We were cheeky then.


And we are still cheeky now, 50 years later.


But when I allude to Thomas Wolfe, I'm not really talking about the reunion as much as I am talking about returning to the town I grew up in, a town I lived in for 18 straight years, a town that contained all of the memories of my youth, a town that in many ways represented not only my youth but the adult I turned out to be.

In addition to the High School Reunion and seeing my classmates again, I had high expectations for what I wanted to do when I got back "home," but you know how expectations are. They can never live up to themselves.

I had great plans to walk around all of my old neighborhoods with my daughter and husband, to eat at the haunts that still existed, to travel back in time and reminisce, but you know what they say about plans.

Because it had been so long since I had visited, my cousin and I decided a family reunion would be great, so it wasn't just my 50th High School Reunion that I was returning for, it was also a family reunion, so there were lots of activities and lots of people to visit, so I never made it to my favorite pizza place or enjoyed the BBQ'd pork sandwiches my Dad and I used to love or spent much time with my classmates or walked around.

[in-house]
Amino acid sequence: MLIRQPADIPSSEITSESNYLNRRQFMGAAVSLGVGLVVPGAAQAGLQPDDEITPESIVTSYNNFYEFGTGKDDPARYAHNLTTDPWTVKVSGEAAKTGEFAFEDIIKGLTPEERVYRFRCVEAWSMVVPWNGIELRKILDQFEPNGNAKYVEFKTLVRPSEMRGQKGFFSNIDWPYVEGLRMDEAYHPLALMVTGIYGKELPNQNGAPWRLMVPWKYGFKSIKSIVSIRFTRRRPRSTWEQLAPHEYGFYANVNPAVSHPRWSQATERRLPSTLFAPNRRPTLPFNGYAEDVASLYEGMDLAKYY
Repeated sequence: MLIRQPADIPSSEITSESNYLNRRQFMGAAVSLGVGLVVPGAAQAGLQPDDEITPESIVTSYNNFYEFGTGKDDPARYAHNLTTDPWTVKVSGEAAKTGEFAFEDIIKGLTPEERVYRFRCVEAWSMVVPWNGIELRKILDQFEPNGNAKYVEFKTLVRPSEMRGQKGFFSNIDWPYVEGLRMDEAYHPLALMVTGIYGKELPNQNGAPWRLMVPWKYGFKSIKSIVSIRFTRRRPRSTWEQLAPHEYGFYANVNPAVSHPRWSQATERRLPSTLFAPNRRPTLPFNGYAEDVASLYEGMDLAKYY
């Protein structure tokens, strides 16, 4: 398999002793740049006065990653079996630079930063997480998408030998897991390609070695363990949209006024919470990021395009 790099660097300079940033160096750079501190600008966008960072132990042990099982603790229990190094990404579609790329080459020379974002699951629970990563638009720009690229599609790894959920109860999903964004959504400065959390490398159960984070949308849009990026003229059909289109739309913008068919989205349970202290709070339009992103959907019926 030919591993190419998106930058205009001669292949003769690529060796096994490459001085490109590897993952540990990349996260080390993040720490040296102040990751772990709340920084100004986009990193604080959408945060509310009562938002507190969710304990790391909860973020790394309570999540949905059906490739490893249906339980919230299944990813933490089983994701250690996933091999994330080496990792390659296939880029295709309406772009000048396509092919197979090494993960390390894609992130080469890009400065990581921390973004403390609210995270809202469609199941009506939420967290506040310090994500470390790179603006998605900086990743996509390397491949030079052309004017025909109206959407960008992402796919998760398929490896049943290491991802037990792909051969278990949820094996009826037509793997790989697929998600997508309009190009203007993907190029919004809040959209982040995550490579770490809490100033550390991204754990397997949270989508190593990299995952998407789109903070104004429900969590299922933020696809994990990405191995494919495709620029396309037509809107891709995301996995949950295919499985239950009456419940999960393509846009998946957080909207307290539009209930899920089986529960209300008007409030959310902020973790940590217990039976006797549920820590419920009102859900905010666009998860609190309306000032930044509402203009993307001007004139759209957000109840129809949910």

Sure, I visited the two houses I grew up in but not with my daughter.  She didn't arrived until later.  I also had this idea I would stand outside of my old house and the owner would see me and invite me in.  Didn't happen and the houses looked pretty much the same, though older and more tired. My mother always told me that porch on this house was built especially for me when I was born.


When I was seven, we moved a few blocks away to this house.


After visiting the houses I lived in growing up, I went downtown where I had hung out at Walgreens and the library with my friends. 



There is no Walgreens anymore.  In fact there is no downtown. 

This is what it used to look like:



And this is what it looks like now!